Why Oil Prices Are So High
In the late 1990s, we had the stock market bubble. That popped. Then we had the housing market bubble. And that popped. Last week the market for crude oil bubbled to an all-time high, nearly $140 per barrel. We seem today to be forever blowing bubbles. Maybe we should stop and ask why.
After all, back in the middle of the 20th century, our economy didn’t careen from one bubble to another. Why now all the bubbles — and busts? Here’s why. We’ve become too unequal. We have too much wealth concentrated in too few pockets.
Grand concentrations of private wealth, history tells us, have a nasty little habit of nurturing wasteful and witless speculation. Wasteful and witless speculation, news reports last week revealed, just happens to be the economic joker in the deck that's turbocharging our current surge in crude oil prices.
The speculation now doing so much damage at America’s gas pumps comes mostly out of hedge funds, those shadowy mutual funds on steroids open only to the deepest of deep-pocket investors. This special status largely frees hedge funds from any federal financial oversight and regulation.
Hedge funds can essentially do whatever they choose. They typically make their money playing games with money. In the oil market, for instance, they have no interest in ever using the oil they sign “futures” contracts to buy. Instead, they buy and sell the futures contracts — with borrowed money.
That can be risky. But the rewards can be staggeringly huge. A sweet deal for sweet crude can stuff hundreds of millions, even billions of dollars, into hedge fund manager pockets.
Futures contracts have been around, of course, for years, and such contracts can serve a useful purpose. Airlines, for instance, can use futures “to lock in” the price they’ll have to pay for oil in the future. But manic trading in futures has no redeeming social value. Such trading, as billionaire investor George Soros told a June 3 U.S. Senate hearing, only serves to help inflate commodity price bubbles.
Government regulators of commodity markets used to recognize this reality. They placed rules on commodity markets that limited speculative trading. Those rules for energy, by the end of 2000, had almost all been deregulated away.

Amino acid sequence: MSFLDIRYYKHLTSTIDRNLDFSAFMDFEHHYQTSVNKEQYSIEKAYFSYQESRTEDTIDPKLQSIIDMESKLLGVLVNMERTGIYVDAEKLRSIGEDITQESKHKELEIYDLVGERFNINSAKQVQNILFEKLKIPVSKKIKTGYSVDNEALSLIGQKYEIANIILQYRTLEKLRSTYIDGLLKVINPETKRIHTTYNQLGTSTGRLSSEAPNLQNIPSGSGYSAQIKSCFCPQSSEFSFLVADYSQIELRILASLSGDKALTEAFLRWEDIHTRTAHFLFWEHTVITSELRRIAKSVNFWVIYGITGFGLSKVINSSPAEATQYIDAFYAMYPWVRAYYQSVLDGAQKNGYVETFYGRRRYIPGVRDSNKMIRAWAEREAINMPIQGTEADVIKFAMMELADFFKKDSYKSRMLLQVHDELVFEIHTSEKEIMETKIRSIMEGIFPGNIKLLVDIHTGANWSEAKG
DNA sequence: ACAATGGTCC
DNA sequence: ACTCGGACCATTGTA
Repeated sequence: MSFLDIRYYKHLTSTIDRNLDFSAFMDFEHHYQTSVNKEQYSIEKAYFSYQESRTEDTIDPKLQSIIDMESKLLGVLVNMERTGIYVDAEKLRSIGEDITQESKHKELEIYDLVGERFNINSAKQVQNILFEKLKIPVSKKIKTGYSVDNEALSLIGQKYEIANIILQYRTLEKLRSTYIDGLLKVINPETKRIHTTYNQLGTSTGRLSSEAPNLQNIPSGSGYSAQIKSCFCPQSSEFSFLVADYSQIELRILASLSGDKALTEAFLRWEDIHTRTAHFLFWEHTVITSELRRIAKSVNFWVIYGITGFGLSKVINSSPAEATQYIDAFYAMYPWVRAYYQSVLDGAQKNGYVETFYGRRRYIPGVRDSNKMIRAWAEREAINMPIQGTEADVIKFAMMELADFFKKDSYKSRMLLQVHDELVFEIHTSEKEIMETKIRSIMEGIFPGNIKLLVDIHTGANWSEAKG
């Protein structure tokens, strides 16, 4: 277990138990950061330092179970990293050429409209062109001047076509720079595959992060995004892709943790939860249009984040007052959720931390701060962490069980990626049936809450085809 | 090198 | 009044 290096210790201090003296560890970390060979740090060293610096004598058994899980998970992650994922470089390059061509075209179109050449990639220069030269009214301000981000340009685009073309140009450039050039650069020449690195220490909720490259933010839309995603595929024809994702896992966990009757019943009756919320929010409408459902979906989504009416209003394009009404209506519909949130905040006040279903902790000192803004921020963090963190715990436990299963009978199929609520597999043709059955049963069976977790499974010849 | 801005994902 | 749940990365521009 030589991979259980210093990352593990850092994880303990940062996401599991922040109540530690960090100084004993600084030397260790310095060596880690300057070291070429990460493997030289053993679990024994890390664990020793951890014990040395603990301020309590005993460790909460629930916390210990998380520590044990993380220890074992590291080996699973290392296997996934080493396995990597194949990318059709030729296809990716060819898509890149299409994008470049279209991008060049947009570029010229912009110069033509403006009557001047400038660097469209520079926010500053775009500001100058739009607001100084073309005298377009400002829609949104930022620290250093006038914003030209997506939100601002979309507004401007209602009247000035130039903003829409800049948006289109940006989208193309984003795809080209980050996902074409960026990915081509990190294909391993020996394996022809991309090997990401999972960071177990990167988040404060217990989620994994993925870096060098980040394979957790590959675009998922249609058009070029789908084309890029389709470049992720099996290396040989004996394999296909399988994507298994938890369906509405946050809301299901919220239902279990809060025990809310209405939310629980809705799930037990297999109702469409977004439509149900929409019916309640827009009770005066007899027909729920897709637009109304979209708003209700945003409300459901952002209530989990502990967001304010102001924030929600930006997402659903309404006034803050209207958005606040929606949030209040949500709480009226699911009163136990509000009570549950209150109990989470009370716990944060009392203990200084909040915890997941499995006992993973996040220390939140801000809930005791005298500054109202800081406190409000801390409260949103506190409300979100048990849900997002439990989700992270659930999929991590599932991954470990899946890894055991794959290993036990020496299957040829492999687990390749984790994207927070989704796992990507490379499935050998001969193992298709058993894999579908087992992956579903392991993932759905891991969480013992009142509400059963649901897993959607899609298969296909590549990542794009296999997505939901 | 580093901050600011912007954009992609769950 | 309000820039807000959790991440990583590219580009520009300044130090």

Since then, commodity trading volume has jumped six-fold. This speculative shot in the arm, Consumer Federation of America research director Mark Cooper believes, is adding at least $40 a barrel to the price of oil, about a third of the recent going price.
Congress has taken notice, and lawmakers have begun discussing reform fixes. But the hedge fund industry is trying to shift that attention, arguing that oil price hikes simply reflect the vagaries of global supply and demand. Any congressional probe into commodity speculation, billionaire hedge fund manager Boone Pickens noted earlier this month, would be a “waste of time.”
Many independent observers couldn't disagree more. Last week, in the Financial Times, widely respected London School of Economics analyst Meghnad Desai noted that nothing happening in the real-world market for oil — like growing demand from China — can explain the current oil market.
Oil prices, Desai adds, are now climbing at a rate that “would mean an unprecedented doubling in price every eight months.” Letting this situation continue will likely force the global economy “into a serious crisis.”
Can anything prevent that crisis?
“The best way to counter speculation,” says Desai, “is to make it less profitable” — and that could be done easily by charging speculators more to do trades on the oil commodity market than those traders who are actually involved in the “making or taking delivery of oil.”
But taking on the hedge funds and their aficionados so directly won’t be easy. In a deeply unequal society, the fabulously rich don’t just have wealth. They have power.